Maybe there’s just something wrong with me? I remember hearing about how Up, director Pete Docter’s last film for Pixar would have me in tears in its opening act – it did nothing of the sort. Almost every article I’d seen about Inside Out prior to viewing it said the same kind of thing, even some people I saw in the lobby when buying a ticket, upon learning what I was going to see amiably warned me to ‘make sure I brought plenty of tissues’.
Well, I didn’t cry once during Inside Out, I didn’t even come remotely close to it. At least though, it’s a marked improvement on the last few Pixar movies; the trio of Cars 2, Brave and Monsters University that all fell so far below the standard of quality the studio’s earlier films had set. The time between Monsters University and Inside Out represents the longest gap between Pixar movies in many years, so this could be called something of a return to form, but it’s not up there with their best work.
Many of Pixar’s films have concerned worlds just out of sight of humans. Inside Out, goes further by taking place actually inside a girl’s mind. It’s a novel concept, and our main characters are anthropomorphised versions of the girl’s core emotions. These are Joy, Sadness, Fear, Anger and Disgust. As neat as an idea this was, my initial reaction was to question if these five are really our primary emotions, and that everything else is formed by some combination of these. Specifically, is disgust really one of our most important core feelings? It’s a question that the film basically answers by default in having almost nothing for that character (voiced by Mindy Kaling) to do. She’s superfluous, and could be entirely removed and have no bearing on the overall plot.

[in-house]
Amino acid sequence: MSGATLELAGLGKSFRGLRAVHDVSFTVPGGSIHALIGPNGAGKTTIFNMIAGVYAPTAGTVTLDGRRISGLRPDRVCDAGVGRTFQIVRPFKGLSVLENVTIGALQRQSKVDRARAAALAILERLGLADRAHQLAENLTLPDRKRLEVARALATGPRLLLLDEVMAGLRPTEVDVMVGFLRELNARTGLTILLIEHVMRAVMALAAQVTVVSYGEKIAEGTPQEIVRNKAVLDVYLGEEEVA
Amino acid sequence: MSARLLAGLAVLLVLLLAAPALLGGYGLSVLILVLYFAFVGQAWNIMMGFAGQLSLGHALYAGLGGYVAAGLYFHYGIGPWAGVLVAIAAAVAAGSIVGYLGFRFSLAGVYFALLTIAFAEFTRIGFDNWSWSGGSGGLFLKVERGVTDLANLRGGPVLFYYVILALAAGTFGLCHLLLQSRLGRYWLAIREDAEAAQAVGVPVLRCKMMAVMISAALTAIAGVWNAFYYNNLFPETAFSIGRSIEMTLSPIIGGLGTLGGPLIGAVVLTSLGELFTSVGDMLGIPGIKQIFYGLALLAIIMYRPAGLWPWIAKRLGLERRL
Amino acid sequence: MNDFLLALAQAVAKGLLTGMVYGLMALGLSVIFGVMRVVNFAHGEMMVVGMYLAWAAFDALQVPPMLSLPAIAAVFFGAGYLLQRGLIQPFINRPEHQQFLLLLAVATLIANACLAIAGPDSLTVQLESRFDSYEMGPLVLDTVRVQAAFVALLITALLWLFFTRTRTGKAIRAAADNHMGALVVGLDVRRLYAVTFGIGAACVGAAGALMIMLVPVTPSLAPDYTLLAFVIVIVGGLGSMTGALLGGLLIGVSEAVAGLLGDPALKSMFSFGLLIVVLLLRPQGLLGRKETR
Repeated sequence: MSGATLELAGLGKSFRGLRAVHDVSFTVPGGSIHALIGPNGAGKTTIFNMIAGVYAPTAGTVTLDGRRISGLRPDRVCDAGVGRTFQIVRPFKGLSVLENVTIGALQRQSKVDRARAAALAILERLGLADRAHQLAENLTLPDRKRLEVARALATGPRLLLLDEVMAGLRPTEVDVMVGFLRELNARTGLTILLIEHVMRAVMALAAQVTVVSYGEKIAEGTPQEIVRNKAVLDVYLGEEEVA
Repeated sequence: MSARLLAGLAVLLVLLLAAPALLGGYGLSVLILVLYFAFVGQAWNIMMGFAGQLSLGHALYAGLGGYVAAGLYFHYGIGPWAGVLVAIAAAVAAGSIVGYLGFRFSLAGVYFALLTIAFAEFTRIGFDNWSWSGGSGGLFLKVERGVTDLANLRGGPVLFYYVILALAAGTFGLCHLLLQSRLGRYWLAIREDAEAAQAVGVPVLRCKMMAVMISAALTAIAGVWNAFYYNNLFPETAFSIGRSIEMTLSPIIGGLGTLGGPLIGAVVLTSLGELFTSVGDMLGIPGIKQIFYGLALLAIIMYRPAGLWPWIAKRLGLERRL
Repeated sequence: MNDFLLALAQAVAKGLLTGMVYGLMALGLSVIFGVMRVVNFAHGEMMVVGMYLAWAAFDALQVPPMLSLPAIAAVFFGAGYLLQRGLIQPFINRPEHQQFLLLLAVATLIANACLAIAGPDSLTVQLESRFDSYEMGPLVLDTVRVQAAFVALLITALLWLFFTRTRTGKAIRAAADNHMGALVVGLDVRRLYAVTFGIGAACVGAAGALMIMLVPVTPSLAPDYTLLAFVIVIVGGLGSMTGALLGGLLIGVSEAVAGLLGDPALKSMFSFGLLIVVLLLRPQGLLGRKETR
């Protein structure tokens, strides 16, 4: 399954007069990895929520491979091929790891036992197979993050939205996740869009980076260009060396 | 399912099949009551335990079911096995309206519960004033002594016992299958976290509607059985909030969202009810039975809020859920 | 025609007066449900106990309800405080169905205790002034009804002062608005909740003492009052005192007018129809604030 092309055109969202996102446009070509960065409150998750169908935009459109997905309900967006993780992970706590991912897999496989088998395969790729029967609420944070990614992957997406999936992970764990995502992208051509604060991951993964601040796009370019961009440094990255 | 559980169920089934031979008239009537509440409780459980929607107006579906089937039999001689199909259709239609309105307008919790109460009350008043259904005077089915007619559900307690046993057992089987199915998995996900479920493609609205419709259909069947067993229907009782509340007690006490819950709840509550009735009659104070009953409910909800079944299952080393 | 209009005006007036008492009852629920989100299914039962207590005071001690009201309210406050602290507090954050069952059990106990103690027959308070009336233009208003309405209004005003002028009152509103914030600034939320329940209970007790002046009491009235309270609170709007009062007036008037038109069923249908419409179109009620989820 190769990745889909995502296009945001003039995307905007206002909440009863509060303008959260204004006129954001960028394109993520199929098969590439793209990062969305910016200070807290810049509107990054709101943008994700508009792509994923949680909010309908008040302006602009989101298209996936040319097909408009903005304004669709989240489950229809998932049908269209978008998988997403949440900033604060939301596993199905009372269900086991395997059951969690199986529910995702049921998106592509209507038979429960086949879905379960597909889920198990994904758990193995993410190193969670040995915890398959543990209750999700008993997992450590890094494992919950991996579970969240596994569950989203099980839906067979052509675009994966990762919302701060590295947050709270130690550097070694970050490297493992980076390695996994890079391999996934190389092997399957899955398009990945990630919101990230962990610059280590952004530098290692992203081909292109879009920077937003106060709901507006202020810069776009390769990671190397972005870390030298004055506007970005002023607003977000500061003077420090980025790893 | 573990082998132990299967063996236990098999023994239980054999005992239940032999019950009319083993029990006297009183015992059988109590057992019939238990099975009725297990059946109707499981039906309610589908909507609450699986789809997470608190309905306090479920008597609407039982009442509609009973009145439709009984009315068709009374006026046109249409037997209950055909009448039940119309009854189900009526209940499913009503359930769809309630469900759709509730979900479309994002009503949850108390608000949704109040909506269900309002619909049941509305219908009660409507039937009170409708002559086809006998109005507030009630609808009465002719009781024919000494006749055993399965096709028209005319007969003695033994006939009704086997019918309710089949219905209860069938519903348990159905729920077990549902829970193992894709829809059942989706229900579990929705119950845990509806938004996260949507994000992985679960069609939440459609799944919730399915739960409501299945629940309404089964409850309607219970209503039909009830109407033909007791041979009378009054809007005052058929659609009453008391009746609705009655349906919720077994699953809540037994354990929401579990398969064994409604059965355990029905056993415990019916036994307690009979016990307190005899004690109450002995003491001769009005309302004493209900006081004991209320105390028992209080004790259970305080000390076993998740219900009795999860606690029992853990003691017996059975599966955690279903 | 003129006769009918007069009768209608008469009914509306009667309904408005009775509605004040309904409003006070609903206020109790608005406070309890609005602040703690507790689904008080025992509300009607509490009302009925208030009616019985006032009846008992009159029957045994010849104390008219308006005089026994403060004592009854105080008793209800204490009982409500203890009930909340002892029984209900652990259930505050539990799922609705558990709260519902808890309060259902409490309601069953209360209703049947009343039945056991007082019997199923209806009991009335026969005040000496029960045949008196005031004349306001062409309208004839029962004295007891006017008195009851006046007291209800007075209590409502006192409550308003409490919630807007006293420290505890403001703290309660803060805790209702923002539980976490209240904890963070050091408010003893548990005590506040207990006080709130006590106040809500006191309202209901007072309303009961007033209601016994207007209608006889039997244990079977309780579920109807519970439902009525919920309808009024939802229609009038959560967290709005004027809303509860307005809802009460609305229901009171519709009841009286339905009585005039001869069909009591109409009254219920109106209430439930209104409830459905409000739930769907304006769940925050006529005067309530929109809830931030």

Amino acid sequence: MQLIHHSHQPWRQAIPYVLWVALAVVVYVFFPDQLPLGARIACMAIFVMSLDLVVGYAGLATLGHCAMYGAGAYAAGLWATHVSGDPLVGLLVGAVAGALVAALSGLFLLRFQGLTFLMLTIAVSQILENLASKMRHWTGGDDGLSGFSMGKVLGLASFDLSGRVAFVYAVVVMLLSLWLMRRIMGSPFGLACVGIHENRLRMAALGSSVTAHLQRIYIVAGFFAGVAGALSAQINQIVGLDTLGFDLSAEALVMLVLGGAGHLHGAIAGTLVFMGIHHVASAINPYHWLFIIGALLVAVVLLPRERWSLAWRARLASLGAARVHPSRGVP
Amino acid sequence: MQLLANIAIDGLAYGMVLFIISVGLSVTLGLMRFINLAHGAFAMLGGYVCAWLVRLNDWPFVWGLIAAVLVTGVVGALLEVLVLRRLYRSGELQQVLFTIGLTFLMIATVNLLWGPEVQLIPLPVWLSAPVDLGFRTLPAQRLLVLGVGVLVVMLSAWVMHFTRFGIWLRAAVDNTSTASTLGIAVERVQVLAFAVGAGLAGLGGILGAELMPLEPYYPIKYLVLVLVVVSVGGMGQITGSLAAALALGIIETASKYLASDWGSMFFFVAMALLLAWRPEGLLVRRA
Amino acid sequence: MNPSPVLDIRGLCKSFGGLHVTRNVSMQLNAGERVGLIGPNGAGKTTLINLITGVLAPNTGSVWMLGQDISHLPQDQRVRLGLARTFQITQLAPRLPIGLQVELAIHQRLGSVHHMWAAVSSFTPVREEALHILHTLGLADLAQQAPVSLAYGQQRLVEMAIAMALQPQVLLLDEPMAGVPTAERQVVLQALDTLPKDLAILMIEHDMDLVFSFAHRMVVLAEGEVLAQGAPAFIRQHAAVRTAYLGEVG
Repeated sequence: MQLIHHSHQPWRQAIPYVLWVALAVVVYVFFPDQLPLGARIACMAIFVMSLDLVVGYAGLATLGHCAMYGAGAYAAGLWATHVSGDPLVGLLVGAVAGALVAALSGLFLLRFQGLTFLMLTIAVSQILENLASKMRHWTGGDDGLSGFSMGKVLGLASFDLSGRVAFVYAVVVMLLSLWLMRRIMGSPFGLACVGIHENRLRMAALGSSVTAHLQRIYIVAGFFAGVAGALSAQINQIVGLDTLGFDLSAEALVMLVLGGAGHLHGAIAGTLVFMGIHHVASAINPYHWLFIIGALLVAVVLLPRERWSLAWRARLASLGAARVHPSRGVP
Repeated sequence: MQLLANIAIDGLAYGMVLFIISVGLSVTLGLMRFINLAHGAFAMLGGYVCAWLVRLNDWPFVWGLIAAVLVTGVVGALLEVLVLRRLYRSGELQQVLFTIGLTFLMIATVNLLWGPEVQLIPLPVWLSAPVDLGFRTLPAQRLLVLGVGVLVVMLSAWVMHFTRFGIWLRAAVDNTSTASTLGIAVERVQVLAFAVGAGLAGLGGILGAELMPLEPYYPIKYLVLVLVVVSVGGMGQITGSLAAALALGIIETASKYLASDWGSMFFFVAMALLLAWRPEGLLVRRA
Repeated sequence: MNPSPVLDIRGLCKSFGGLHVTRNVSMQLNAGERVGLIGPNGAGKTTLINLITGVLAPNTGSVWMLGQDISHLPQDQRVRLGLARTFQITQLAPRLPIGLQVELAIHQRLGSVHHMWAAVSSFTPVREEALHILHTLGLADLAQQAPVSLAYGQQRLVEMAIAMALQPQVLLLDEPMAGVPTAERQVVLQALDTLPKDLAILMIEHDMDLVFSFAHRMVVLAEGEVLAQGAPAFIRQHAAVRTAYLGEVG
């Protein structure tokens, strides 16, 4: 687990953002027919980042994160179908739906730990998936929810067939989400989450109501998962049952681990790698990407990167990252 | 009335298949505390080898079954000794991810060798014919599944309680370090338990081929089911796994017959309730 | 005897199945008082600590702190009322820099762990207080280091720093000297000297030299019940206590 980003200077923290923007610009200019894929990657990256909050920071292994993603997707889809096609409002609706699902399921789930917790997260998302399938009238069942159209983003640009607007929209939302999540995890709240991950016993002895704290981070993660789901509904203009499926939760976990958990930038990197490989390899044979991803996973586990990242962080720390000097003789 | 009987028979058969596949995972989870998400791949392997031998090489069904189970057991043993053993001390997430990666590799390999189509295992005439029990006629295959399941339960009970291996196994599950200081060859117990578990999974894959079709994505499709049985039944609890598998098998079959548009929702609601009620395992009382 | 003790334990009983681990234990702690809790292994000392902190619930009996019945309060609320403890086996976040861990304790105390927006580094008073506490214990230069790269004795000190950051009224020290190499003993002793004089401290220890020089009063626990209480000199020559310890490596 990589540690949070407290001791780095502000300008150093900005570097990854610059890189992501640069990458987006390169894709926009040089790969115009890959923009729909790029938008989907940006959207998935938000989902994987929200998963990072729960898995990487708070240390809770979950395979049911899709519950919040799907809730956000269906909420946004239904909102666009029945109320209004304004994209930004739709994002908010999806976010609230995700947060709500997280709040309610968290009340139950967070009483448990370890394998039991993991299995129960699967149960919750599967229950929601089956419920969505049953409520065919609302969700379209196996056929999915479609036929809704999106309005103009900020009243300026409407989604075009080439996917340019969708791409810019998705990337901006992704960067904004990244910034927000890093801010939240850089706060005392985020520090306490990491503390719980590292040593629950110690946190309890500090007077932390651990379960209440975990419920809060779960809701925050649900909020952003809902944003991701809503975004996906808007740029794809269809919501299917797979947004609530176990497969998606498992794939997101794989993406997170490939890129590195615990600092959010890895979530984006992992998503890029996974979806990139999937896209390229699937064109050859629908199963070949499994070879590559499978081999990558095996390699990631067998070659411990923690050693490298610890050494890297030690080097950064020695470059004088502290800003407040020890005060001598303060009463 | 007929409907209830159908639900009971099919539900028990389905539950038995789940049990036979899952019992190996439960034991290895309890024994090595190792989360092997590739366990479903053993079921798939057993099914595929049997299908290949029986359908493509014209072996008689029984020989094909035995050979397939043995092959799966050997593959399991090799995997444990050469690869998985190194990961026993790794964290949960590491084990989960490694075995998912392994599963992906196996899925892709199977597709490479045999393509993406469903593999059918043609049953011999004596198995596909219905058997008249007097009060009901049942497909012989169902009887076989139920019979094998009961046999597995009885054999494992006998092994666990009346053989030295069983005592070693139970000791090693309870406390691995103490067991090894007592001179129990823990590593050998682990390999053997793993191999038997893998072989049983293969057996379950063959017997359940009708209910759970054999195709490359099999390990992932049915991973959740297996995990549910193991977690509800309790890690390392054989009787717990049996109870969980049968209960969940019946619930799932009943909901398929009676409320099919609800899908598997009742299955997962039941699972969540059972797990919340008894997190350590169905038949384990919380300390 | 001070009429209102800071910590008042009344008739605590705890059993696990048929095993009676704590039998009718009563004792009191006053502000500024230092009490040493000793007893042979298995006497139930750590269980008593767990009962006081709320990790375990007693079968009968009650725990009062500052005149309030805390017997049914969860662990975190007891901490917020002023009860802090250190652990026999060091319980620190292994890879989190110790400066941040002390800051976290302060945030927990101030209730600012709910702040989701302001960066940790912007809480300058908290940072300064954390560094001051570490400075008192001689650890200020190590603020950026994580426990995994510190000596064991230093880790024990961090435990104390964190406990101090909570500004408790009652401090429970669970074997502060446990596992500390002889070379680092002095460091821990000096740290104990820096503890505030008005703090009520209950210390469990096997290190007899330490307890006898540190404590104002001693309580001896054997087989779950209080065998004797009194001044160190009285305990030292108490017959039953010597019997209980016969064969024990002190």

The five emotions spends their days manning the ‘control panel’ of the mind of an 11-year old girl named Riley, each taking over when they feel their response best handles her situation. While this scenario obviously raises a few questions about their daily life (they don’t want Sadness touching anything), it also allows Doctor and his animators to create a hugely imaginative world within her head. Their brilliant touches include memories being created and represented as small glass balls, each coloured to match the emotion attached to them. We are also introduced to the world outside of the control room, including vast archives where these memories are stored and the (literal) islands that make up parts of her personality.
Given the colourful environment Docter’s concocted, I’d have hoped for a little more than the fairly basic adventure story we get for most of Inside Out. Joy and Sadness get inadvertently sucked through a vent out of the control room and must find their way back; meanwhile Fear, Anger and Disgust must try to maintain control over Riley. In parallel to this is the ‘real world’ story of Riley moving away from her home town in Minnesota to San Diego, along with her general growing up.